Photo by Curt Yeomans
Mike Clark (from left), an assistant snake handler from Southeastern Reptile Rescue, hangs a Honduran milk snake around the shoulders of Micah Townsend, of Riverdale, during a presentation, on Thursday.
By Curt Yeomans
For Micah Townsend, the feeling was somewhere between "good" and "weird," on Thursday, during a special presentation at the Riverdale branch of the Clayton County Library System.
The weight that was added onto the 10-year-old Riverdale youth's shoulders was not that heavy. He wasn't afraid of the extra load he was carrying. It actually proved to be a fashion accessory, of sorts, because its red, black and orange stripes, matched those on his polo shirt.
Townsend had a three-foot-long Honduran milk snake wrapped around his neck.
The snake was placed on the youngster's shoulders by Southeastern Reptile Rescue Assistant Snake Handler Mike Clark.
"I wasn't scared to have it around my neck, because he [Clark] was holding it," Townsend said. "I wouldn't have been scared that the snake would bite me as long as he was holding it."
The reptile presentation was just one of many programs the Riverdale library branch is holding this summer to promote the library system's summer reading program.
The branch's Youth Services Librarian, Ramona Clark (not related to Mike Clark), said she is trying to mix up the programs offered at the library this summer, with different activities, including animal presentations, puppet shows, and arts-and-crafts exercises.
"We've had other animal presentations in the past, and it's proven to be something adults and children enjoy," Ramona Clark said.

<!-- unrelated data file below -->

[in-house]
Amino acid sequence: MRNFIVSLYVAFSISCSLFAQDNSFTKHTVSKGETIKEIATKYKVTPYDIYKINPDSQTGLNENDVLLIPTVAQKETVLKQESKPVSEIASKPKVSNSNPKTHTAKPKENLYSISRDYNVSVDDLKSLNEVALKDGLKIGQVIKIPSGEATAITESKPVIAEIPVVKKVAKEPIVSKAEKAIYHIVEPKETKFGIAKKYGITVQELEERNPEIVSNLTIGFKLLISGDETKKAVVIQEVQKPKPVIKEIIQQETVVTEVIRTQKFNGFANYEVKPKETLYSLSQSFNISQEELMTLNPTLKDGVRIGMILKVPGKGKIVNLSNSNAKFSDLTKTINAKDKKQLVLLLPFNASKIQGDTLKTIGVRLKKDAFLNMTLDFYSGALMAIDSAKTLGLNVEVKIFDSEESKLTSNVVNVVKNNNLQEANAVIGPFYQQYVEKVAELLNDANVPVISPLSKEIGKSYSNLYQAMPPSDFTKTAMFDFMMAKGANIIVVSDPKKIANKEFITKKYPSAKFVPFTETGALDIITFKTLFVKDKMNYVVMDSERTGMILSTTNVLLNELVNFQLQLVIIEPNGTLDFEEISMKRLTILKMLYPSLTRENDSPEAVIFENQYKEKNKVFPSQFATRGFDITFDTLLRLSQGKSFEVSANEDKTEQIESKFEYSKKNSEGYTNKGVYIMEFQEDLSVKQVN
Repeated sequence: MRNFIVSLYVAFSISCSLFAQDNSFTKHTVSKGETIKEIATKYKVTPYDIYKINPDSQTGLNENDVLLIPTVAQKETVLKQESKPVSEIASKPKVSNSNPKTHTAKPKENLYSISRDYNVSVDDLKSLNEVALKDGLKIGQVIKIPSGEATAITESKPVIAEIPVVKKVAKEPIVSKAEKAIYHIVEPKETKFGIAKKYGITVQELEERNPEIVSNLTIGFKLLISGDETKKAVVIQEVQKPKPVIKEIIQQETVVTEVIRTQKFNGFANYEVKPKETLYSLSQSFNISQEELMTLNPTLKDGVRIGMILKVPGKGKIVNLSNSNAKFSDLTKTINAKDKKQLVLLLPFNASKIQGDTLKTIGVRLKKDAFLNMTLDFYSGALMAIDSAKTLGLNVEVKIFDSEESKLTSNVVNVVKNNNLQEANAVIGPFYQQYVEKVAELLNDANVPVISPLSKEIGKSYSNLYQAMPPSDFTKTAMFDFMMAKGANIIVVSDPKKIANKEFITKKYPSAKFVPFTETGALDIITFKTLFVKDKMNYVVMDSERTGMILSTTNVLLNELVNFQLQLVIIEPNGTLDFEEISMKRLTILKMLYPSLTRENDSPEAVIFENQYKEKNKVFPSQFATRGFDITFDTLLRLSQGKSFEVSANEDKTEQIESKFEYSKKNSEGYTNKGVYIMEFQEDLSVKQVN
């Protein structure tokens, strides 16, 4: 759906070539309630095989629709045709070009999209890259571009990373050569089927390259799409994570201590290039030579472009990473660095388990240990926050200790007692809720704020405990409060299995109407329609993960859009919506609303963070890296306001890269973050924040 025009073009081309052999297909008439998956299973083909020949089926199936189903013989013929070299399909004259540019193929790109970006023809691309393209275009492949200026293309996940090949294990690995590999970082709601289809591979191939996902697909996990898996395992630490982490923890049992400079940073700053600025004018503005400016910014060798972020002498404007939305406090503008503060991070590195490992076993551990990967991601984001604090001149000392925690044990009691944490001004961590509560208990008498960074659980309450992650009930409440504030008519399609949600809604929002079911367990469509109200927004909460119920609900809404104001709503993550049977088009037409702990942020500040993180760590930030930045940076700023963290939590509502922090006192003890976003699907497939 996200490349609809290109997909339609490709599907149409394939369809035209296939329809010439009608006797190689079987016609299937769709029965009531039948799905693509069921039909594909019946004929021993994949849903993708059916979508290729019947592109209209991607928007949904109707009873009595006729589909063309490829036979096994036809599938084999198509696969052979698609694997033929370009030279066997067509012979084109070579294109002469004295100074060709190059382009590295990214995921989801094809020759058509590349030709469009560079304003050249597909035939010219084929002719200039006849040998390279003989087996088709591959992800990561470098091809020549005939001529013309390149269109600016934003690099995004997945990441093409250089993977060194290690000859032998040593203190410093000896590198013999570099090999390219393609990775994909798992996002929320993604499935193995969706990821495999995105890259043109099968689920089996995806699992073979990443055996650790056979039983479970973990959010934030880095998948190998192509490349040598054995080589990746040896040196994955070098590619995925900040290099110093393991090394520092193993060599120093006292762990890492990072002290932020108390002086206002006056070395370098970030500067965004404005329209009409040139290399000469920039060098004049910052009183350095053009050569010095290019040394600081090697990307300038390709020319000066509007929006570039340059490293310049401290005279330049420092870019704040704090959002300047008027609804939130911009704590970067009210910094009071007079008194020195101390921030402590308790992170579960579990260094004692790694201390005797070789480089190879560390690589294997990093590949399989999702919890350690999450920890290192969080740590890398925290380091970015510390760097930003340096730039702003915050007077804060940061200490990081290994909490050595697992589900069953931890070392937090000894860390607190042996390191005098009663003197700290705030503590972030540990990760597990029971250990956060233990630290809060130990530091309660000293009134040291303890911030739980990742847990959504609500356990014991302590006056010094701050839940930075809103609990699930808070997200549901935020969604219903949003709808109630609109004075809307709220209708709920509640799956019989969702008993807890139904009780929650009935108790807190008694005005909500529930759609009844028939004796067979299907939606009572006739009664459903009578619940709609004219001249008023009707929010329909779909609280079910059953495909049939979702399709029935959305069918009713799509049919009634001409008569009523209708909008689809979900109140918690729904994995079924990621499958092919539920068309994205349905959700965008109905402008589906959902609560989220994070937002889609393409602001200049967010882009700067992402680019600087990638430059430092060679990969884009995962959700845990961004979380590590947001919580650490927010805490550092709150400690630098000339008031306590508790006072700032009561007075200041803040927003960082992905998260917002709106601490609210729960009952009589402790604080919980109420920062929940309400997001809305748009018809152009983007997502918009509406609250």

Mike Clark said the Riverdale branch is not the only library to request a reptile presentation from Southeastern Reptile Rescue. "We are doing presentations at libraries every day," he said. "Sometimes, we have three to four libraries a day on our schedule."
In fact, the Riverdale library is not the only branch of the Clayton County Library System that Southeastern Reptile Rescue representatives will visit this summer. It is scheduled to do a similar presentation at the Lovejoy branch on June 23.
During his presentation on Thursday, Mike Clark showed the Honduran milk snake, a desert tortoise, and an alligator, to a room of about 60 local children. He told the youngsters the places where many of the snakes end up living, and why they end up living in those locations. Snakes, for example, may reside in a brush pile, if mice or rats have made a home nearby, he said.
"Not knowing enough about the snake is the biggest problem people have to overcome, "he said. "The more you know about an animal, the less you'll be afraid of it."
Zvonimir Fisic, 11, said he learned that non-venomous snakes can actually serve a positive purpose, if they take up residence in a person's yard. "I learned about how snakes can be a good thing to have in your yard, when they are eating rats," Fisic said.
Several children who attended the reptile presentation had their own opinions about what was the best part, as well as their own unique observations about what they saw. "My favorite was the turtle [tortoise], because they are green, and that's my favorite color," said Regina Thompson, 9.
She attended the event with other youngsters, who were participating in Riverdale First United Methodist Church's "Praise Party" summer program.
"I liked the snake, because I got to touch it," added Riverdale's Brandon Hand, also 9.